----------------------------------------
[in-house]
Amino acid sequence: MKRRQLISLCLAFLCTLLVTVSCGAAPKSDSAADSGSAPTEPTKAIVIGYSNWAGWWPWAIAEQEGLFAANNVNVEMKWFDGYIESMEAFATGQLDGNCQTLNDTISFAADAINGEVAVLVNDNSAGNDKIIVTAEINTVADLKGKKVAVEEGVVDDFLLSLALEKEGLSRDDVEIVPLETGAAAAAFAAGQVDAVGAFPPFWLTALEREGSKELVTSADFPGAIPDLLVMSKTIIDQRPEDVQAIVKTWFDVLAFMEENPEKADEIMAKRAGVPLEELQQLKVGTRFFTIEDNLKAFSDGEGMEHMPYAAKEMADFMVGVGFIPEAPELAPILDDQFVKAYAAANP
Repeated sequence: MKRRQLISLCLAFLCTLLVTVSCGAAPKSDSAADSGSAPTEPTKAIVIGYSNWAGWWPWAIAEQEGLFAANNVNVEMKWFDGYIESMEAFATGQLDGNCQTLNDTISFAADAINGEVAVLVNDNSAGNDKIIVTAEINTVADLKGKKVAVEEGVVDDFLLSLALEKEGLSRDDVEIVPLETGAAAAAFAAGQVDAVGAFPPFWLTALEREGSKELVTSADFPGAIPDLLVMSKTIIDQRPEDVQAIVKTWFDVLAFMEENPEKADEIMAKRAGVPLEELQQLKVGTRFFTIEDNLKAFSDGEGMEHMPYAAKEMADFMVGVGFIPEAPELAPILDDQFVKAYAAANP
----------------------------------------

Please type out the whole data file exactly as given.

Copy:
[in-house]
Amino acid sequence: MKRRQLISLCLAFLCTLLVTVSCGAAPKSDSAADSGSAPTEPTKAIVIGYSNWAGWWPWAIAEQEGLFAANNVNVEMKWFDGYIESMEAFATGQLDGNCQTLNDTISFAADAINGEVAVLVNDNSAGNDKIIVTAEINTVADLKGKKVAVEEGVVDDFLLSLALEKEGLSRDDVEIVPLETGAAAAAFAAGQVDAVGAFPPFWLTALEREGSKELVTSADFPGAIPDLLVMSKTIIDQRPEDVQAIVKTWFDVLAFMEENPEKADEIMAKRAGVPLEELQQLKVGTRFFTIEDNLKAFSDGEGMEHMPYAAKEMADFMVGVGFIPEAPELAPILDDQFVKAYAAANP
Repeated sequence: MKRRQLISLCLAFLCTLLVTVSCGAAPKSDSAADSGSAPTEPTKAIVIGYSNWAGWWPWAIAEQEGLFAANNVNVEMKWFDGYIESMEAFATGQLDGNCQTLNDTISFAADAINGEVAVLVNDNSAGNDKIIVTAEINTVADLKGKKVAVEEGVVDDFLLSLALEKEGLSRDDVEIVPLETGAAAAAFAAGQVDAVGAFPPFWLTALEREGSKELVTSADFPGAIPDLLVMSKTIIDQRPEDVQAIVKTWFDVLAFMEENPEKADEIMAKRAGVPLEELQQLKVGTRFFTIEDNLKAFSDGEGMEHMPYAAKEMADFMVGVGFIPEAPELAPILDDQFVKAYAAANP